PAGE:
clouds ease quantum computing
Technology Research News
Computers that use the internal properties
of atoms to perform calculations promise to solve problems that will always
be impossible for classical computers, which compute using electrical
current running through transistors made up of millions of atoms.
One of the challenges of building a quantum computer, however, is controlling
matter and energy at the level of individual atoms and photons. First,
these particles are fantastically small. The difference in size between
a hydrogen atom and a ping pong ball is about the same as the size difference
between a ping pong ball and the Earth. Add the complication that particles
vibrate and flit about and it's not hard to see why it's so difficult
to isolate and control them.
Researchers at Harvard University, the University of Kaiserslautern in
Germany, the University of Connecticut and the University of Innsbruck
in Austria have sidestepped the problem with a scheme for building quantum
computers out of clouds of atoms.
"We do not need to control atoms one by one," said Mikhail Lukin, an assistant
professor of physics at Harvard University.
Atoms act like tiny tops that spin either clockwise or counterclockwise.
These two spin states can represent the ones and zeros of computer logic.
Researchers can flip the value of these quantum bits, or qubits, between
one and zero by switching the spin of the atom with a laser beam or magnetic
Atoms also contain magnetic fields with North and South poles that, like
ordinary refrigerator magnets, either attract or repel each other. In
both refrigerator magnets and atoms, these interactions cause the magnetic
field around each magnet or atom to stretch. Atoms with stretched poles
interact more strongly with other atoms.
When these dipole atoms are polarized, or lined up magnetically, they
form a dipole blockade, said Lukin. "The interactions are so strong that
not more than one single spin can be flipped in an entire atomic cloud.
In this situation an entire small atomic cloud can behave as a single
quantum bit," he said.
These atomic clouds are easier to work with than single atoms, and the
quantum states of the atom clouds last for several seconds, which is long
enough to perform the thousands or millions of individual operations needed
for practical computing. The quantum states of individual particles, in
contrast, usually last only thousandths or millionths of a second.
A second challenge in making quantum computers is finding a way to transfer
information from atoms to photons and back again in order to use the more
mobile photons to transmit information. The larger target of a whole cloud
of atoms should make this transfer easier to accomplish, said Lukin.
The atom cloud scheme can be used in a range of hardware that has been
developed to corral individual atoms, including semiconductor devices
and ions held in magnetic traps, according to Lukin.
A full-scale quantum computer is at least two decades away, according
to many researchers in the field. "Whereas some minor applications could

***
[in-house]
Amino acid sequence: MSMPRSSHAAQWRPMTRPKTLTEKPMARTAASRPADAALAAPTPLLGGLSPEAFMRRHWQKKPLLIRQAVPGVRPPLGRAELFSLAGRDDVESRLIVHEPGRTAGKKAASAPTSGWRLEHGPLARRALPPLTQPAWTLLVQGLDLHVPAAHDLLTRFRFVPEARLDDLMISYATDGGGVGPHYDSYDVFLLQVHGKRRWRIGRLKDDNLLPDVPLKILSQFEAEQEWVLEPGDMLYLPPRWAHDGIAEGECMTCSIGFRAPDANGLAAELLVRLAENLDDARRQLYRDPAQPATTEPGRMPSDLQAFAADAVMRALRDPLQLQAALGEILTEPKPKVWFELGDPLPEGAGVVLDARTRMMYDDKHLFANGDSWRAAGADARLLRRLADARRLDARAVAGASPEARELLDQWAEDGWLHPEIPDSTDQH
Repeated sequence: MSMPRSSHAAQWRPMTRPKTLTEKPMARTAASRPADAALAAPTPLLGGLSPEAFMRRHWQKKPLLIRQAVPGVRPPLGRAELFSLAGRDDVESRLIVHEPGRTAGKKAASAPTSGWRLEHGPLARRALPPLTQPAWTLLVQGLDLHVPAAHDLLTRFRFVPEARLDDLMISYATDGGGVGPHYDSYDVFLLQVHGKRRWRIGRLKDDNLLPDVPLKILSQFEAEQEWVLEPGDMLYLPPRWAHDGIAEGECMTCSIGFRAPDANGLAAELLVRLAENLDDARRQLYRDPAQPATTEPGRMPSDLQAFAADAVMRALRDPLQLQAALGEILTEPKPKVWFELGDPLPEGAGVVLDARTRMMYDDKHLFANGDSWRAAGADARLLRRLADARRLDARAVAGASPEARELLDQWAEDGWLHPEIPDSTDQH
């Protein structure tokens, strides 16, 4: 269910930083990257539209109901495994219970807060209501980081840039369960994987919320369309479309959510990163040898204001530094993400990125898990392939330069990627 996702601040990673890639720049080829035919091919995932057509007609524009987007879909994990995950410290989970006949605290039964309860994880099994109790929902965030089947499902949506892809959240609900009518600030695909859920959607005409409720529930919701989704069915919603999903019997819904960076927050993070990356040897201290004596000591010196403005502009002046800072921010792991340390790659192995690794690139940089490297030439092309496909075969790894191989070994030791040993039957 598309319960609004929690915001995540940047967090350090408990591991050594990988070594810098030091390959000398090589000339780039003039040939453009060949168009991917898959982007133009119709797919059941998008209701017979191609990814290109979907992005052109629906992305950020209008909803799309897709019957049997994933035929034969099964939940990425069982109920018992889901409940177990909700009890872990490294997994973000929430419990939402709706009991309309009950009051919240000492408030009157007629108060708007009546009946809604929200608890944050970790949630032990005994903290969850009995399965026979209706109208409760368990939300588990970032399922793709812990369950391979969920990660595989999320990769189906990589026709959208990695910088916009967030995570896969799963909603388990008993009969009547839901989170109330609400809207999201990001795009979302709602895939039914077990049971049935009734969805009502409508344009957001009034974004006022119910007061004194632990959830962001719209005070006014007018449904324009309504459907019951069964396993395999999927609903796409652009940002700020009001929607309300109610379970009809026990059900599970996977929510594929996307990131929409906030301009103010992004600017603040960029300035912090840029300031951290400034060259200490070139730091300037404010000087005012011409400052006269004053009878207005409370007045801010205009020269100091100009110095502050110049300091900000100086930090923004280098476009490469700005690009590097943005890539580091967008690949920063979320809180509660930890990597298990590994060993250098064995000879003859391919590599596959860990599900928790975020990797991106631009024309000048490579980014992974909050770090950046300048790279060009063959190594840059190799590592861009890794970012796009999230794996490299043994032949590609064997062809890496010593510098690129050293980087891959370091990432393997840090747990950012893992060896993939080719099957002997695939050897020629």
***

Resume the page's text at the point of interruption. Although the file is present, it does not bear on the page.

become technologically relevant within [a] five- to ten-year time-frame,
a discussion of practical, full-scale quantum computers is very premature,"
Even with the advantages of using clouds of atoms, the researchers' scheme
may not lead to full-scale quantum computers because it uses light to
link qubits, said Jonathan P. Dowling, supervisor of the quantum computing
technologies group at NASA's Jet Propulsion Laboratory. "You have this
limit that the light beams can't be any smaller than the wavelength of
the light, and that's pretty big," he said.
Practical quantum computers would consist of hundreds of thousands or
millions of qubits, said Dowling. "A scalable quantum computer, in my
opinion, is not likely with these optical schemes," he said.
The scheme could be used for quantum communications repeaters, however,
said Dowling. Repeaters, which boost fading communications signals, are
what allow today's conventional communications lines to span long distances.
Quantum communications, which carry information in specially prepared
photons, would also require a series of repeaters in order to pass signals
over long distances.
Lukin's research colleagues were Michael Fleischhauer of the Harvard-Smithsonian
Center for Astrophysics and the University of Kaiserslautern in Germany;
Robin Cote of the University of Connecticut; and Luming Duan, Dieter Jasch,
Ignacio Cirac and Peter Zoller of the University of Innsbruck in Austria.
They published the research in the July 16, 2001 issue of the journal
Physical Review Letters. It was funded by the Austrian Science Foundation,
the European Union, the European Science Foundation, and the National
Science Foundation (NSF).
Timeline: 5-10 years; Unknown
TRN Categories: Quantum Computing
Story Type: News
Related Elements: Technical paper, "Dipole Blockade and
Quantum Information Processing in Mesoscopic Atomic Ensembles," Physical
Review Letters, July 16, 2001
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